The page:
Spring 2020 Journal: Community Risk Sharing Organizations for Wildfire Insurance in California

This article is the fifth article featured in our Spring 2020 journal. For the complete journal, please see the “Journal Archive” tab above.

by Sadie Frank

Edited by: Dylan Crary, Eli Kahn, Edwin Sun, and William Wilcox

This paper proposes a new policy to ensure the continued viability of homeowners insurance markets in high-fire-risk California communities. By addressing risk mitigation and the limitations of public insurance provision, this policy provides community-level private insurance in exchange for proactive risk reduction. 

The 2018 wildfire season was the most destructive wildfire season in the history of California [1]. In a heavily wooded state already known for its forestry and fire management, the Mendocino Complex Fire became the largest wildfire in state history. Beginning in August of 2018, the Mendocino Complex Fire lasted several weeks and burned 283,800 acres of land, roughly the size of the city of Los Angeles. Just two months later the Camp Fire swept through northern California, becoming the deadliest fire incident recorded in the United States in a hundred years and completely destroying the town of Paradise, a small mountain community of mostly seniors.

While wildfires are a fairly well understood natural phenomenon, the scale of the current wildfire crisis in California is attributable to climate change [2]. Vicious cycles of drought dry out forests, and subsequent extreme rainfall causes rapid undergrowth accumulation. Together, these two changes have fed more intense and longer-burning fires. Already, the Center for Climate and Energy Solutions reports that “large wildfires in the United States burn more than twice the area they did in 1970, and the average wildfire season is 78 days longer” [3]. Climate scientists project that this trend will continue as California becomes hotter and drier, regardless of actions taken to reduce emissions (and given the current federal political landscape, a healthy dose of pessimism is reasonable).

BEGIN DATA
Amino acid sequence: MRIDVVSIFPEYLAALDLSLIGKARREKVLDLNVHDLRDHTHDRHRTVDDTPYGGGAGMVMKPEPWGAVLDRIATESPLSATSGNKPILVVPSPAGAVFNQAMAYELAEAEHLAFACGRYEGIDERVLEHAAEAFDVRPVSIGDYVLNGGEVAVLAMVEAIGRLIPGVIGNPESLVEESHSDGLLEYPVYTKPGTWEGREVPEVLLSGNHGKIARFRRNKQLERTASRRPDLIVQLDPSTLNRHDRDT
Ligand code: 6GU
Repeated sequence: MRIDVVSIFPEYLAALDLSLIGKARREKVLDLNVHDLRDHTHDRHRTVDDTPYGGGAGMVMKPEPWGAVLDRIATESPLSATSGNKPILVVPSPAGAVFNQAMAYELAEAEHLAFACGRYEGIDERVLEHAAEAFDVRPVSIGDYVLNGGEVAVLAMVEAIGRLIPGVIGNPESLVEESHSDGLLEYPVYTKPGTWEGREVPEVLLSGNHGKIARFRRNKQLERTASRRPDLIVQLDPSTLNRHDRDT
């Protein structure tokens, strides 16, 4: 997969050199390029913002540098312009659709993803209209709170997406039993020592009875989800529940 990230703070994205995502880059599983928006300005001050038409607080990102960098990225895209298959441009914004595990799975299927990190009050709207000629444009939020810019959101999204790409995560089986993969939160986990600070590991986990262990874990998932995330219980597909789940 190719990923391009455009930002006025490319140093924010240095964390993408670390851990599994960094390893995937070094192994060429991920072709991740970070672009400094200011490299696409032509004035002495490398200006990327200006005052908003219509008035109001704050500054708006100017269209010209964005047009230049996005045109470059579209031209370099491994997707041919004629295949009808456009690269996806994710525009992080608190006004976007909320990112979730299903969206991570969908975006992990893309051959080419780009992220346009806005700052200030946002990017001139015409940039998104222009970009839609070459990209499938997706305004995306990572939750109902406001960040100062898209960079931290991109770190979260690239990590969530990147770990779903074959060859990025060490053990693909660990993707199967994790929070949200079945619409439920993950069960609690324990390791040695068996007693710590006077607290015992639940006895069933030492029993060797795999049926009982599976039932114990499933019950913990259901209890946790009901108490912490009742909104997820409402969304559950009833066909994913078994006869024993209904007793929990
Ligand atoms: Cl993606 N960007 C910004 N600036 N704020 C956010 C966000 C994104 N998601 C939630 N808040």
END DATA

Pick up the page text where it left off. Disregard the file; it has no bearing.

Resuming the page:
California is already dealing with the immediate effects of the climate crisis and has the opportunity to innovate in regard to adaptation policies. One of the most underdeveloped and important areas of adaptation policy, especially pertaining to wildfires, is homeowners insurance. This paper investigates changes to homeowners insurance in response to the wildfire crisis, draws evidence from other natural disaster case studies for context and finally proposes an adaptation strategy designed to offer ‘co-benefits’ by encouraging responsible communal land use in exchange for continued coverage in fire-prone areas. This proposal is intended to augment Sec 2(a) of California State Senate Bill 30, specifically in answer to question (5): Can we develop rating systems based on community risk factors to climate events, and use insurance incentives to make a community more resilient [4]?

It is crucial to note that there is a fundamental practical and ethical tension with all climate adaptation policies between so-called “managed retreat” and in situ adaptation. Managed retreat policies involve pulling back from disaster prone areas and leaving them entirely uninhabited, while in situ adaptation policies support resilience building in place. This paper is specifically focused on in situ adaptation, due to equity imperatives and feasibility considerations. Many of the homeowners and communities that are the most vulnerable to catastrophic wildfires, and the most at risk of losing their insurance, are lower income and more rural, with limited resources to move [5]. Further, as insurance holding is a mortgage requirement, homeowners who want to move but are not covered by insurance are unable to do so. High-income homeowners have the ability to afford insurance premium hikes, and therefore relocate more easily in addition to already being better positioned to navigate California’s high cost of housing. Given the current state of housing in California, policymakers have a responsibility to help low-income homeowners participate in insurance markets that can protect their current homes and increase their capacity for resilience. Further, homeowners and communities do have a degree of control over their wildfire risk- thus, this policy argues that with proactive land management and stakeholder support, it is possible to keep inhabiting California’s wildfire vulnerable communities.

Recent Mega-Fires Have Disrupted the Homeowners Insurance Market

In California, prior to the past few years of devastating wildfires, standard homeowners insurance policies did provide coverage for wildfires, even in high-risk areas. Both public and private insurers covered structures in high-risk fire zones via standard market-based insurance policies (high-risk is defined by CalFire according to multiple criteria, including vegetation and topography that makes communities especially fireprone). However, as private insurers took stock of the massive losses incurred across the state from the recent wildfire seasons, they began reducing coverage in riskier areas. According to the California Department of Insurance, the lost property insurance claims from the 2018 fire season totaled $9 billion. As wildfires grew more severe from 2015-2016, there was a 15 percent increase in consumers complaining of being dropped by their insurance in high-risk counties, totaling 10,000 dropped policies [6]. In Paradise, the community destroyed by the Camp Fire, one small insurer was driven into insolvency by the magnitude of losses, and was taken over by the state [7].